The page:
Automated guided vehicles improve production
Technological advances bring greater flexibility
By Bill Lydon
Driverless vehicles may be in the far-off future for consumers, but in the manufacturing industry the automated guided vehicle (AGV) is being used now to increase productivity and improve manufacturing flexibility and production flow. AGVs that use advanced navigation methods and that are linked with enterprise resource planning (ERP) systems and manufacturing execution systems (MESs) are becoming an integral part of synchronized and make-to-order manufacturing.
The advancement of navigation technologies has been an essential contributor to the increased use of AGVs. There are many types of AGV navigation technologies, but some are now less frequently used. AGV manufacturers generally consider the four following technologies for new equipment and installation.
Magnetic navigation for various light-duty AGVs typically uses magnetic tape for the guide path. One major advantage of using tape instead of wired guidance is that it can be easily removed and relocated if the course needs to change. It also removes the expense involved in restructuring the floor of the factory or warehouse. A limitation of this method is that the routes have to be fixed and well defined by the tape. If any obstacle is detected in front of the AGV, it stops and waits for the problem to be solved (e.g., the obstacle to be removed) before it restarts.
Laser-guided navigation is similar to an electronic eye. By means of reflectors positioned on the surrounding walls, the vehicle uses triangulation to determine its exact position, so it can carry out the required tasks in the operating area. The advantage of laser-guided technology is that it requires no floor work, as in the case of magnetic guidance systems. Additionally, route changes can be made easily via software updates to ensure maximum flexibility for company logistics.
Vision-guided vehicles (VGVs) use optic sensors (cameras), in addition to other sensors, such as speed or laser sensors, to navigate. Software within the vehicle effectively builds a 3D map of its operating environment.
This technology allows the vehicles to operate in automatic or manual mode for great
AGVs based on natural navigation technology do not require reflectors or markers, so they require less installation time and are easily integrated into existing systems. This minimizes the impact on current operations. In this type of navigation, LiDAR (light detection and ranging) is the main technology used.
Today AGVs come in all shapes and sizes. They have the capability to carry a range of items, from lightweight parts to large heavy loads like a complete engine. Typical applications include:
Work-in-process (WIP) movement was one of the first applications where automated guided vehicles were used. It includes the repetitive movement of materials throughout the manufacturing process. AGVs can be used to move material from the warehouse to production/processing lines or from one process to another. Today AGVs are coupled with enterprise and plant production computer systems, so they can operate synchronized with manufacturing orders and production flow requirements.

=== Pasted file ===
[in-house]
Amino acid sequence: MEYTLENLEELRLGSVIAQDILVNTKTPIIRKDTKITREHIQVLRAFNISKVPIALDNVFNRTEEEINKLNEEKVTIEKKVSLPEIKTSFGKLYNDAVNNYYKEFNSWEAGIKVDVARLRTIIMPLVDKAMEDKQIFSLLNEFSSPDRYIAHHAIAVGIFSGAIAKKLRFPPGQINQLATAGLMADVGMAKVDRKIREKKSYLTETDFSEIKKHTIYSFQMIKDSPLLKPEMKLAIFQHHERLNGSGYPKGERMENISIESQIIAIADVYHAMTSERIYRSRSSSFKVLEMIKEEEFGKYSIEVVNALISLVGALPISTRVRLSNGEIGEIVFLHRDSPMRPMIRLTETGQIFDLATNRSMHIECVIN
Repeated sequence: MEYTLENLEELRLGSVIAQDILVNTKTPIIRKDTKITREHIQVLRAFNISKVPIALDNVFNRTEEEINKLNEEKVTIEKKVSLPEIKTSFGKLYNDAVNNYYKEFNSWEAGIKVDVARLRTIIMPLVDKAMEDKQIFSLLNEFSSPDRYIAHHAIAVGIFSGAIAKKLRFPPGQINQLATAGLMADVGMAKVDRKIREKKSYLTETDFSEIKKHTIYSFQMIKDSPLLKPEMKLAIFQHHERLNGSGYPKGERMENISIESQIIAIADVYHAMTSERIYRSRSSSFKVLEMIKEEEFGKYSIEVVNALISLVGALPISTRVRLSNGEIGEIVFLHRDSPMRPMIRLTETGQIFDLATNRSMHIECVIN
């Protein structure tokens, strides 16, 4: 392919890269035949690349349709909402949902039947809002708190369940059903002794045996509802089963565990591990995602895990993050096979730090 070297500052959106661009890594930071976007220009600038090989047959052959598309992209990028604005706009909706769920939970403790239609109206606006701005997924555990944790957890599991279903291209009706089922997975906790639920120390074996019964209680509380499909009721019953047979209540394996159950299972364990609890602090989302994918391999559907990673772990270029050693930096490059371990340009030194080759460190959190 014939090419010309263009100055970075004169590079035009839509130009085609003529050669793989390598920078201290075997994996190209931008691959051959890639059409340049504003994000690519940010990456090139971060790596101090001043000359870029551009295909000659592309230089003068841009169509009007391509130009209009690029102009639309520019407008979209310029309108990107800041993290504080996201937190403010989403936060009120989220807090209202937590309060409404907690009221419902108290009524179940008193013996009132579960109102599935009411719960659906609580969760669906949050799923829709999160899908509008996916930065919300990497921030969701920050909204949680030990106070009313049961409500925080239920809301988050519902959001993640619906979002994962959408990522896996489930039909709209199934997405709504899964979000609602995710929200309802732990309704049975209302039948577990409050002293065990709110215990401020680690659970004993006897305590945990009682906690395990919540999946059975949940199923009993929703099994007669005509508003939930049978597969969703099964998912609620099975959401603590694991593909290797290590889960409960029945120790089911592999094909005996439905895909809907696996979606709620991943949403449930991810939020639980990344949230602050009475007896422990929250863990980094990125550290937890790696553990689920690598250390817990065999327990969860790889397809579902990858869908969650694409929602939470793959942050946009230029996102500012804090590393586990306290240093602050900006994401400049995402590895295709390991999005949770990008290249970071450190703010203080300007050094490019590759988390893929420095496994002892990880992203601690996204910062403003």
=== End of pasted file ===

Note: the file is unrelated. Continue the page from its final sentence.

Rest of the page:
Production parts delivery
AGVs deliver parts to machines and workstations based on production plans and real-time operations feedback to keep production flowing.
Pallet handling is an extremely popular application for AGVs, because repetitive movement of pallets is very common in manufacturing and distribution facilities. AGVs can move pallets from the palletizer to stretch wrapping to the warehouse or to the outbound shipping docks.
Finished product handling
Moving finished goods from manufacturing to storage or shipping is the final movement of materials before they are delivered to customers. These movements often require the gentlest material handling, because the products are complete and can be damaged from rough handling. AGVs operate with precisely controlled navigation and acceleration and deceleration, minimizing the potential for damage and making them an excellent choice for this type of application.
Automatically loading trailers is a relatively new and increasingly popular application for automated guided vehicles. AGVs are used to transport and load pallets of finished goods directly into standard, over-the-road trailers without any special dock equipment. AGVs can pick up pallets from conveyors, racking, or staging lanes and deliver them into the trailer in the specified loading pattern. Some automatic trailer-loading AGVs use analytics software coupled with vision systems to view the walls of the trailer for navigation and coordinated trailer loading based on delivery routes.
Lightweight AGVs are extremely flexible and can provide onboard data display for order information and instructions.
Source: 6 Rivers Systems, Inc.